Every now and then I take a break from stories about our fantastic universe to write about the business of being an author.
Most people think that when the writing of a manuscript is done, and the edits are finished, then it’s time to send the novel on to the publisher. That’s not correct. It now is time to send the manuscript out to trusted readers (some just folks who like to read, some professional writers), and find out how the book feels to them.
Most writers are working in a closed room, living the novel in their own minds. The smart ones go to regular writers groups to get feedback on chapters. But even the writers group members are not reading the book as a whole, as it was intended to be seen. So how do you get the published book experience from prospective readers? Beta readers.
Writers generally will find about four trusted friends or associates and ask them to go at it: is the book fun to read? How are the characters? Is the dialogue believable? Did I make any egregious mistakes?
Usually, if your test readers are good, you’ll find out in a couple weeks, maybe three, if your work passes the Everyday Reader test. You have to be careful to pick out readers who like your genre (I once sent a manuscript of an Egyptian novel to someone who told me she hated reading about Egypt.). They also must be pretty fast readers who have time in their busy lives to breeze through your writing. And lastly, they must be at least decent at grammar and spelling so they can point errors out to you. And believe me, errors will get past you, no matter how careful you are.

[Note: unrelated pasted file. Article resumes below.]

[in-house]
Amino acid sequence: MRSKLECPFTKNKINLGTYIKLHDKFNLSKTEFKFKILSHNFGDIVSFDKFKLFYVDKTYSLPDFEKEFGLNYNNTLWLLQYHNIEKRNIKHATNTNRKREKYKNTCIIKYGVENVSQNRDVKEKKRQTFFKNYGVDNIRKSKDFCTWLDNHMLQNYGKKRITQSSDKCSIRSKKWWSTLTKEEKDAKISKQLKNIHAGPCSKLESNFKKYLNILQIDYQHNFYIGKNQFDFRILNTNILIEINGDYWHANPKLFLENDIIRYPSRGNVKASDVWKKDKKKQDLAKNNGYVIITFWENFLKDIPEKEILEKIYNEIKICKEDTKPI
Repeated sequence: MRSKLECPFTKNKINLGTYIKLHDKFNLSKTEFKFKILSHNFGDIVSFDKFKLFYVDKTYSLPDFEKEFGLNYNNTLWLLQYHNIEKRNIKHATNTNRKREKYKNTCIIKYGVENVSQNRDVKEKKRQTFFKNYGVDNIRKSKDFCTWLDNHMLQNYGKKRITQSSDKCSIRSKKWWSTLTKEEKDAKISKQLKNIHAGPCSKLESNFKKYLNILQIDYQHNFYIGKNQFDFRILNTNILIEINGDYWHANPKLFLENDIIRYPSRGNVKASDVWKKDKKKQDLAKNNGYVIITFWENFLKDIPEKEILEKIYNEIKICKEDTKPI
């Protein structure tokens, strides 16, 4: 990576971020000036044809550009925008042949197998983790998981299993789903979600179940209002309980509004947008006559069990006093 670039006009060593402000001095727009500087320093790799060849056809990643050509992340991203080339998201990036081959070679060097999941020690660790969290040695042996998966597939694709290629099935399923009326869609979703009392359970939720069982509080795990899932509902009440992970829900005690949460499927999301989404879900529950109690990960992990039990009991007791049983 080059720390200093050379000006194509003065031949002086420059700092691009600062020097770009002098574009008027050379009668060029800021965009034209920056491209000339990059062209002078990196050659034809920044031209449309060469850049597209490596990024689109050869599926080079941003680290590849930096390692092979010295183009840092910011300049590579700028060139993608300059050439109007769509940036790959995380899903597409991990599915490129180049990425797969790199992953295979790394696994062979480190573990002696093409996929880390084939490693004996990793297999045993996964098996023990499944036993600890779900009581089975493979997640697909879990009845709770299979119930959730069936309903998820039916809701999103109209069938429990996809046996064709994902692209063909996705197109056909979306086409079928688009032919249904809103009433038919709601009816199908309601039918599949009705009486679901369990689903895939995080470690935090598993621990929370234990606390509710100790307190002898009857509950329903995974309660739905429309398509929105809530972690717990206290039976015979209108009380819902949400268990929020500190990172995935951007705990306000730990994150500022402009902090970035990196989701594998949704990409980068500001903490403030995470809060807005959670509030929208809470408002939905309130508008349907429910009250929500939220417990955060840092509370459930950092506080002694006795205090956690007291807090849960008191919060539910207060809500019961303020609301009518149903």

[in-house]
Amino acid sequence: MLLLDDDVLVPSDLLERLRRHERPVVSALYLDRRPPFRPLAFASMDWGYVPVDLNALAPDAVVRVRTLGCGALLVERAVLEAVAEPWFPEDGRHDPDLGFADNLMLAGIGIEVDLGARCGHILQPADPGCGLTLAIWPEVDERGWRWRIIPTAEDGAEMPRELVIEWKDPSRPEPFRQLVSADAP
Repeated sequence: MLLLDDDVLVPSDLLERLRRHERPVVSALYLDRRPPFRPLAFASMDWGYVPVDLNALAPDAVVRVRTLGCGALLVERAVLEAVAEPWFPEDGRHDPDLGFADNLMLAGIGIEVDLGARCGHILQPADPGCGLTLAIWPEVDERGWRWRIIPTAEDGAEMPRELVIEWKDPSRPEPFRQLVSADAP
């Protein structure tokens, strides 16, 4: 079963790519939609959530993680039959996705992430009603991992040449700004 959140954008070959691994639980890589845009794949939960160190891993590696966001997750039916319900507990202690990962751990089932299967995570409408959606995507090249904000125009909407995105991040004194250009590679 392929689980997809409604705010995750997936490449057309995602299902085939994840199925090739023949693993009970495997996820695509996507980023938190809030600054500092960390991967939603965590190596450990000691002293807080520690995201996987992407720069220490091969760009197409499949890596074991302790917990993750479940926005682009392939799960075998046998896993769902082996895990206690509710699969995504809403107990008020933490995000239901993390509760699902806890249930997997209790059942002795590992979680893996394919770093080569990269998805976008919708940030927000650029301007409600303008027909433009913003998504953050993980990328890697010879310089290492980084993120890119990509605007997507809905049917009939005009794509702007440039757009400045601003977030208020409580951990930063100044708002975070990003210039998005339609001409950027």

Also tell the test readers this is not an edit. You don’t want a manuscript that’s bleeding red ink with things they’d like to change. This is your book and you don’t want anyone telling you how they would write it. You’re pretty much done with the book and you only want big-picture comments, especially those that tell you if you described a landscape all wrong or if a character always reacts to bad news with stomach pains (these you can vary with headaches and gasps, etc.) Beta readers also can point out repeated words, a real bugaboo of mine.
I wasn’t as lucky as I usually am on my last group of beta requests. One treated it as an editing job (although some of the changes she made were lifesavers), one said she’d be done in two weeks and then suddenly was off the radar. Another had an illness in the family (excused, obviously). And the last sent it in late but had great info in her comments.
Using the two usable beta reads I had, I was able to add in some seriously needed changes, fix grammatical goofs, and get the state of Connecticut so it sounded right. (I’ve only been there once, and made a few crucial errors.)
Without the comments from my beta readers, I doubt I’d have the air-tight novel I have now (or so I believe). My publisher is busy until the first of the year, so it will go off to him then.
Not too many people know that the best writing is somewhat a group effort, with test readers and professional editors all playing a part.